Absolute Value equation

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• Nov 11th 2007, 06:14 PM
MathMack
Absolute Value equation
3 Ix+3I = Ix-3I+2x

I used the letter (I) and the line for the absolute value. Thanks for your help.
• Nov 11th 2007, 09:46 PM
topsquark
Quote:

Originally Posted by MathMack
3 Ix+3I = Ix-3I+2x

I used the letter (I) and the line for the absolute value. Thanks for your help.

By the way, your keyboard has a key | that is just above the "enter" key. Use that for absolute value.

$3|x + 3| = |x - 3| + 2x$

There are 3 intervals you need to consider: $(-\infty, -3),~(-3, 3),~(3, \infty)$

On $(-\infty, -3)$ the equation reads
$3(-x - 3) = -(x - 3) + 2x$

On $(-3, 3)$ the equation reads
$3(x + 3) = -(x - 3) + 2x$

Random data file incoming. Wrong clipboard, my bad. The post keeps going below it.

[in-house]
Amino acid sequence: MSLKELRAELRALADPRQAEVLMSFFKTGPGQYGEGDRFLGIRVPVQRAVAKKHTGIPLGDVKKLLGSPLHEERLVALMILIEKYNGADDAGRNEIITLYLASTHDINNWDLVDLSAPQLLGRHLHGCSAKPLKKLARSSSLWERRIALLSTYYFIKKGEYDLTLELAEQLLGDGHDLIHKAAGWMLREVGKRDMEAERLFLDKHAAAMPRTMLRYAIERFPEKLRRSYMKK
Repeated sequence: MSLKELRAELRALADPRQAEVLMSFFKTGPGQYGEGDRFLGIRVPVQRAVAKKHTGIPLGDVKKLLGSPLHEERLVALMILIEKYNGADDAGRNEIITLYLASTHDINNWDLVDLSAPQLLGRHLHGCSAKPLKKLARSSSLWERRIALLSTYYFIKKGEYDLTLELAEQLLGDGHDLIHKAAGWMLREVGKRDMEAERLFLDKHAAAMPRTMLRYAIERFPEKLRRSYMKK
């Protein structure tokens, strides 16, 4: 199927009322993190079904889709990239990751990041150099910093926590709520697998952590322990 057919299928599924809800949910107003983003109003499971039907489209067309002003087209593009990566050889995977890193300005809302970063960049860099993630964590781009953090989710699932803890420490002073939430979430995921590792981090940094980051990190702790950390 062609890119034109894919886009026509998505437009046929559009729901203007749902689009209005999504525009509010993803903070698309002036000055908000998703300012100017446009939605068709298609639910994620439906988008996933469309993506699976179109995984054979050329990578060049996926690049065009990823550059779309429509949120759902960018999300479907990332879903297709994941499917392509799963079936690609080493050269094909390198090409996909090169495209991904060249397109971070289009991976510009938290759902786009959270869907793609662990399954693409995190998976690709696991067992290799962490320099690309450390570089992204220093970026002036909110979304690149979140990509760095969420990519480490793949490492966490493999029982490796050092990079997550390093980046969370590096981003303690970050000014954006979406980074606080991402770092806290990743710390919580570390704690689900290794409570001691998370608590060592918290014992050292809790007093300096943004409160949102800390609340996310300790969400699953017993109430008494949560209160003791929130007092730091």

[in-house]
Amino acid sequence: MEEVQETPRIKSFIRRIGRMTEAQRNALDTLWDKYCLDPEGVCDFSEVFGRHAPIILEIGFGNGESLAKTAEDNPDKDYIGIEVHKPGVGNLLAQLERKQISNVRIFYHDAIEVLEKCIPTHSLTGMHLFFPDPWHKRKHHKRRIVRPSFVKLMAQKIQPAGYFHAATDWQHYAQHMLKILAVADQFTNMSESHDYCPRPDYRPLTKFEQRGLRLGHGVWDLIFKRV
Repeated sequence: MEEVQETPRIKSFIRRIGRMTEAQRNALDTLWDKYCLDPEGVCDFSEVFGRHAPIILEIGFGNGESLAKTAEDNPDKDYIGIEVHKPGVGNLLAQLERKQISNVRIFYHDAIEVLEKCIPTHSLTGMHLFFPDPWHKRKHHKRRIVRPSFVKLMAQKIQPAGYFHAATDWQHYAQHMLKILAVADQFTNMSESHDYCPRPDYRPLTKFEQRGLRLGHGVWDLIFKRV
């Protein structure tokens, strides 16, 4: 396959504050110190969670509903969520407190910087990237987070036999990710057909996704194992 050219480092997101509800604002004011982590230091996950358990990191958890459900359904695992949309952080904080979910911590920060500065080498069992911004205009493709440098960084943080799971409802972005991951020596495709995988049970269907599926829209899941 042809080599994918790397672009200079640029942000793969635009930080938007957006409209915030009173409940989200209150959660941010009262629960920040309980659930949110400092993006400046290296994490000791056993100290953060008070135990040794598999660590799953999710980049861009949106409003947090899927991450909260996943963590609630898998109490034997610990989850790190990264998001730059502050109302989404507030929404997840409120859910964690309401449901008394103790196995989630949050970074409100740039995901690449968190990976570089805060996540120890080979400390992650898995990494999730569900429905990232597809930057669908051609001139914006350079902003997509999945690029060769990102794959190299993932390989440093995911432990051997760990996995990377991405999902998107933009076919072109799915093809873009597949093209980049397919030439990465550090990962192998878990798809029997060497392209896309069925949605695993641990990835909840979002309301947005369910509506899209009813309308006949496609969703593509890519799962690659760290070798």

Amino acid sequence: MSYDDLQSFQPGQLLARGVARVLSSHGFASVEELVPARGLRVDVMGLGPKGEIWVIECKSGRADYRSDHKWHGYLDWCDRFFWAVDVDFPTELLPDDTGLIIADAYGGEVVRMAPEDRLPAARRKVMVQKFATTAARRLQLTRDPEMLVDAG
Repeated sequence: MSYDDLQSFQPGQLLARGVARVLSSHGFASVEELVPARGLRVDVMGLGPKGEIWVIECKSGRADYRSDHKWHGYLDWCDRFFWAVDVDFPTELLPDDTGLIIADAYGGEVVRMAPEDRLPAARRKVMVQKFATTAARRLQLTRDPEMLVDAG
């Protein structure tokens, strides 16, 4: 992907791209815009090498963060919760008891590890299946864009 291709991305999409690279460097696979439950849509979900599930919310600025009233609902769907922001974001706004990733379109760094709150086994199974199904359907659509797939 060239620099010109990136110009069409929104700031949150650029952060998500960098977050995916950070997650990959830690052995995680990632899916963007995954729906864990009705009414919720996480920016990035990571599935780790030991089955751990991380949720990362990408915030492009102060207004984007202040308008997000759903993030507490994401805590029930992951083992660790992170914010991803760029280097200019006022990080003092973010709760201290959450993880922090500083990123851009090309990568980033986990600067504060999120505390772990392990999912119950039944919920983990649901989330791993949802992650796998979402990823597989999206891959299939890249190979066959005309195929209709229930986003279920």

On $(3, \infty)$ the equation reads
$3(x + 3) = (x - 3) + 2x$

One, or more, of these equations will give you your solution set.

-Dan
• Nov 11th 2007, 09:54 PM
MathMack
I'm a little confused, so if I do one of them equations it will give me the answer or what I need for the problem?
• Nov 11th 2007, 10:38 PM
topsquark
Quote:

Originally Posted by MathMack
I'm a little confused, so if I do one of them equations it will give me the answer or what I need for the problem?

You need to do all three to see which one will give you a solution. For example, the first two give the same solution, which are both inside (barely) their regions of applicability. The third equation has no solution.

-Dan